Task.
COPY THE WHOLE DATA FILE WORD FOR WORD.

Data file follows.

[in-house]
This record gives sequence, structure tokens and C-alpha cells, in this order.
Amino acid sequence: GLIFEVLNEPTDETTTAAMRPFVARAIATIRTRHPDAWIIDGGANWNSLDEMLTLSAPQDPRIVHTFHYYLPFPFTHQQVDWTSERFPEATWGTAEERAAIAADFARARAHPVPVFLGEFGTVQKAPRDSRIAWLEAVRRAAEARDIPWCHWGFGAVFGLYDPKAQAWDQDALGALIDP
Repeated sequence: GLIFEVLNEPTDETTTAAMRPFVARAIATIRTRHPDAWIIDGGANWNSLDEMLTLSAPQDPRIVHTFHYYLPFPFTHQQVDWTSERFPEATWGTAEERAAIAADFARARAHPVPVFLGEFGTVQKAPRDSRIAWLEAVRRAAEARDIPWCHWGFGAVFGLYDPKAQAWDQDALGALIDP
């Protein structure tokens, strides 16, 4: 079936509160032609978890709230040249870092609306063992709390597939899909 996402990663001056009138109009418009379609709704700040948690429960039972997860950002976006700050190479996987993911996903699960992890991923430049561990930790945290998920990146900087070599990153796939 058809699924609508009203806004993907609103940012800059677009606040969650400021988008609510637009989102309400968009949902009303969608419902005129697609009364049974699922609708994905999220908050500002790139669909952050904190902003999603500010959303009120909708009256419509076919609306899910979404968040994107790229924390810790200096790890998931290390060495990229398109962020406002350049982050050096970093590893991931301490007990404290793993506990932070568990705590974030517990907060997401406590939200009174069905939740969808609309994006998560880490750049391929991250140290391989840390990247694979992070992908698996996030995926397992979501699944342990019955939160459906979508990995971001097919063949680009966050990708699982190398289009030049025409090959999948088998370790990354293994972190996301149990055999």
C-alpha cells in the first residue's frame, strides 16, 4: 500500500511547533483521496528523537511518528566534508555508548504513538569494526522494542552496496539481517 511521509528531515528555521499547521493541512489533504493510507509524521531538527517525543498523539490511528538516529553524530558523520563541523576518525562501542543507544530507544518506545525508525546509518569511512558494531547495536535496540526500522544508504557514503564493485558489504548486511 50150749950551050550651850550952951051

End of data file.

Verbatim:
[in-house]
This record gives sequence, structure tokens and C-alpha cells, in this order.
Amino acid sequence: GLIFEVLNEPTDETTTAAMRPFVARAIATIRTRHPDAWIIDGGANWNSLDEMLTLSAPQDPRIVHTFHYYLPFPFTHQQVDWTSERFPEATWGTAEERAAIAADFARARAHPVPVFLGEFGTVQKAPRDSRIAWLEAVRRAAEARDIPWCHWGFGAVFGLYDPKAQAWDQDALGALIDP
Repeated sequence: GLIFEVLNEPTDETTTAAMRPFVARAIATIRTRHPDAWIIDGGANWNSLDEMLTLSAPQDPRIVHTFHYYLPFPFTHQQVDWTSERFPEATWGTAEERAAIAADFARARAHPVPVFLGEFGTVQKAPRDSRIAWLEAVRRAAEARDIPWCHWGFGAVFGLYDPKAQAWDQDALGALIDP
């Protein structure tokens, strides 16, 4: 079936509160032609978890709230040249870092609306063992709390597939899909 996402990663001056009138109009418009379609709704700040948690429960039972997860950002976006700050190479996987993911996903699960992890991923430049561990930790945290998920990146900087070599990153796939 058809699924609508009203806004993907609103940012800059677009606040969650400021988008609510637009989102309400968009949902009303969608419902005129697609009364049974699922609708994905999220908050500002790139669909952050904190902003999603500010959303009120909708009256419509076919609306899910979404968040994107790229924390810790200096790890998931290390060495990229398109962020406002350049982050050096970093590893991931301490007990404290793993506990932070568990705590974030517990907060997401406590939200009174069905939740969808609309994006998560880490750049391929991250140290391989840390990247694979992070992908698996996030995926397992979501699944342990019955939160459906979508990995971001097919063949680009966050990708699982190398289009030049025409090959999948088998370790990354293994972190996301149990055999």
C-alpha cells in the first residue's frame, strides 16, 4: 500500500511547533483521496528523537511518528566534508555508548504513538569494526522494542552496496539481517 511521509528531515528555521499547521493541512489533504493510507509524521531538527517525543498523539490511528538516529553524530558523520563541523576518525562501542543507544530507544518506545525508525546509518569511512558494531547495536535496540526500522544508504557514503564493485558489504548486511 50150749950551050550651850550952951051